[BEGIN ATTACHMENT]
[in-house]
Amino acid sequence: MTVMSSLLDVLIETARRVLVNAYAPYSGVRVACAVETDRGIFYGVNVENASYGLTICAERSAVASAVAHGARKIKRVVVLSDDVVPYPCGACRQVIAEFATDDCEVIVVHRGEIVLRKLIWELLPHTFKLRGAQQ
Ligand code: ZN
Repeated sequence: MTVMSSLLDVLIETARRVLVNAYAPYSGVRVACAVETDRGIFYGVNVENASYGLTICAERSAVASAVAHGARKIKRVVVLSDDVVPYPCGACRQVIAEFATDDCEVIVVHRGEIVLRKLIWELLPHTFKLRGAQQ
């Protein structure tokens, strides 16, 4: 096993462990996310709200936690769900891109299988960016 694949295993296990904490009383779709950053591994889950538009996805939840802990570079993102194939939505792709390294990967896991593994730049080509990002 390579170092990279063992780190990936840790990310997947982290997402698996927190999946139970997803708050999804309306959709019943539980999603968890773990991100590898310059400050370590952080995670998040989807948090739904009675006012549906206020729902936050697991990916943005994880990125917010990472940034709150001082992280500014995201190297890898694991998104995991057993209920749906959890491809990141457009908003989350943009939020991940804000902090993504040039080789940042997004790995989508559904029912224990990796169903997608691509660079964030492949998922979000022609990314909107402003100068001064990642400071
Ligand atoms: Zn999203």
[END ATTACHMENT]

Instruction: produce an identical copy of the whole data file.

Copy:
[in-house]
Amino acid sequence: MTVMSSLLDVLIETARRVLVNAYAPYSGVRVACAVETDRGIFYGVNVENASYGLTICAERSAVASAVAHGARKIKRVVVLSDDVVPYPCGACRQVIAEFATDDCEVIVVHRGEIVLRKLIWELLPHTFKLRGAQQ
Ligand code: ZN
Repeated sequence: MTVMSSLLDVLIETARRVLVNAYAPYSGVRVACAVETDRGIFYGVNVENASYGLTICAERSAVASAVAHGARKIKRVVVLSDDVVPYPCGACRQVIAEFATDDCEVIVVHRGEIVLRKLIWELLPHTFKLRGAQQ
């Protein structure tokens, strides 16, 4: 096993462990996310709200936690769900891109299988960016 694949295993296990904490009383779709950053591994889950538009996805939840802990570079993102194939939505792709390294990967896991593994730049080509990002 390579170092990279063992780190990936840790990310997947982290997402698996927190999946139970997803708050999804309306959709019943539980999603968890773990991100590898310059400050370590952080995670998040989807948090739904009675006012549906206020729902936050697991990916943005994880990125917010990472940034709150001082992280500014995201190297890898694991998104995991057993209920749906959890491809990141457009908003989350943009939020991940804000902090993504040039080789940042997004790995989508559904029912224990990796169903997608691509660079964030492949998922979000022609990314909107402003100068001064990642400071
Ligand atoms: Zn999203």